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With the rapid rate in which technological advancements are assisting the medical industry, new surgical equipment has led to more options for patients with hip disorders, hip injuries and other issues. For these patients, these advancements have allowed them to return to their everyday lives quicker and can even prevent the need for joint replacement surgery.

Hip arthroscopy is a minimally invasive surgery used to correct a variety of hip disorders and injuries. Typically, patients who respond best to this procedure are active individuals with hip pain related to lesions or cartilage loss normally associated with arthritis.

Hip arthroscopy has done wonders for diagnosing hip disorders early, which has been one of the primary reasons for an increase in this procedure’s frequency of use.

Many patients with hip disorders or injuries will respond favorably to non-surgical treatment options such as medication and physical therapy. If these measures fail, surgery is often indicated.

To learn more about hip disorders and the many treatments available, contact hip and pelvis specialist Dr. Nicholas Mast at his San Francisco office to set up an appointment. .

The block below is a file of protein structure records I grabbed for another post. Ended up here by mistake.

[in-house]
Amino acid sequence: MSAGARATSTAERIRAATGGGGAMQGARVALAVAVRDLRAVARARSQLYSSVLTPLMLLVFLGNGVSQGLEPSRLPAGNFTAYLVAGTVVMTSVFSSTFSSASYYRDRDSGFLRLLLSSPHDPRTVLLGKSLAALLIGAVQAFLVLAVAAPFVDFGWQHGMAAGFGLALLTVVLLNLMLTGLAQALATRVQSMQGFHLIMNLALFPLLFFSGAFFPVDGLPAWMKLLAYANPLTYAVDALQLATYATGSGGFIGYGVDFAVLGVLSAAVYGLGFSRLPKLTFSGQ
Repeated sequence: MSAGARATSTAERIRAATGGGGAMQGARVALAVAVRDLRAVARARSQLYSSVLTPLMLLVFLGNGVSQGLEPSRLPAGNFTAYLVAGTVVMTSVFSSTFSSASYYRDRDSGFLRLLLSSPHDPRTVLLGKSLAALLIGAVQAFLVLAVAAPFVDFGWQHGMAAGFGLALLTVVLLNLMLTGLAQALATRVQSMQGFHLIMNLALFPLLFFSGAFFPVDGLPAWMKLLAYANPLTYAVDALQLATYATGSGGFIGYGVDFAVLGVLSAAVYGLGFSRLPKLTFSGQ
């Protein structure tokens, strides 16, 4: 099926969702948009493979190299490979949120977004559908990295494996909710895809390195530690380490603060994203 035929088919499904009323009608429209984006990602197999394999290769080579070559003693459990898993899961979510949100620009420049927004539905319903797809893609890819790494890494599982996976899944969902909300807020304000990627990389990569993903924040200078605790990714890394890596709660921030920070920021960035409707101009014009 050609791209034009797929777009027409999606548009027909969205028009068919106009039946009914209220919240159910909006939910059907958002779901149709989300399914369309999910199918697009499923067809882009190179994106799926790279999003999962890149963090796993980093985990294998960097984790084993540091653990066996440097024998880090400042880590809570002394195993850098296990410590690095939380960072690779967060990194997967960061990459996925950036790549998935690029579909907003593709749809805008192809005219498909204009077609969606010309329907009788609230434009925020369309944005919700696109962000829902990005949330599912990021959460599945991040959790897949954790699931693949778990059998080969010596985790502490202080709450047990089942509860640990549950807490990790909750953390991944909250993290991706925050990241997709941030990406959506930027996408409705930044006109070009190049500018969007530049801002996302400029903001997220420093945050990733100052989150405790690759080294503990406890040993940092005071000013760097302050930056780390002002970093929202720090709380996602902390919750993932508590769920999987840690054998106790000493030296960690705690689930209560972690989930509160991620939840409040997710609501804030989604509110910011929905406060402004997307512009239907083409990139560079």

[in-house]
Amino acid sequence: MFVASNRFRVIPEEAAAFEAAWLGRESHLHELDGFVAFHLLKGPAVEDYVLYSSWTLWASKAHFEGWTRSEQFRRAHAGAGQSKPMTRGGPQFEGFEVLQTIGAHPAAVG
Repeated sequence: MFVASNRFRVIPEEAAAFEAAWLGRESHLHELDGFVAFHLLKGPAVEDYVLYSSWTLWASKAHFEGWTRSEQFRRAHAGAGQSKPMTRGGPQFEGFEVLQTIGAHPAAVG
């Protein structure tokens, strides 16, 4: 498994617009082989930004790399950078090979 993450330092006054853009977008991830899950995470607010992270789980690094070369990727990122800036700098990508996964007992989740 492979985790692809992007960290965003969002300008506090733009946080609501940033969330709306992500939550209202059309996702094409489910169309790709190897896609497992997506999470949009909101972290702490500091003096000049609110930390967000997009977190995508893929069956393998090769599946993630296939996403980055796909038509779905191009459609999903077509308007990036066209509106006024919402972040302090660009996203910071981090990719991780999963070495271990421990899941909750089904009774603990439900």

Before undergoing a hip arthroscopy, you should work with your surgeon to decide whether or not to proceed with the surgery. When considering options, it’s important to understand as much about the procedure as possible. If you have concerns or questions, be sure and talk to board-certified orthopaedic surgeon Dr. Nicholas Mast.

Once you’ve decided, you’ll need to take several steps. Dr. Mast will likely recommend a complete physical examination by your regular doctor to help ensure you’re in the proper condition to undergo the operation.

You may also need to spend time with a physical therapist, who may potentially manage your post-operative rehabilitation. This allows for a head start on your hip arthroscopy recovery. One purpose of this visit is to establish a baseline of information. The therapist will check your current pain levels, ability to do your activities, and the movement and strength of each hip.

A second purpose of the preoperative visit is to prepare you for surgery. The therapist will teach you how to walk safely using crutches or a walker. You’ll also begin learning some of the potential exercises used during recovery.
You shouldn’t eat or drink anything after midnight the night before your surgery.

To learn more about hip arthroscopy, contact the Hip and Pelvis Institute at Saint Francis Hospital.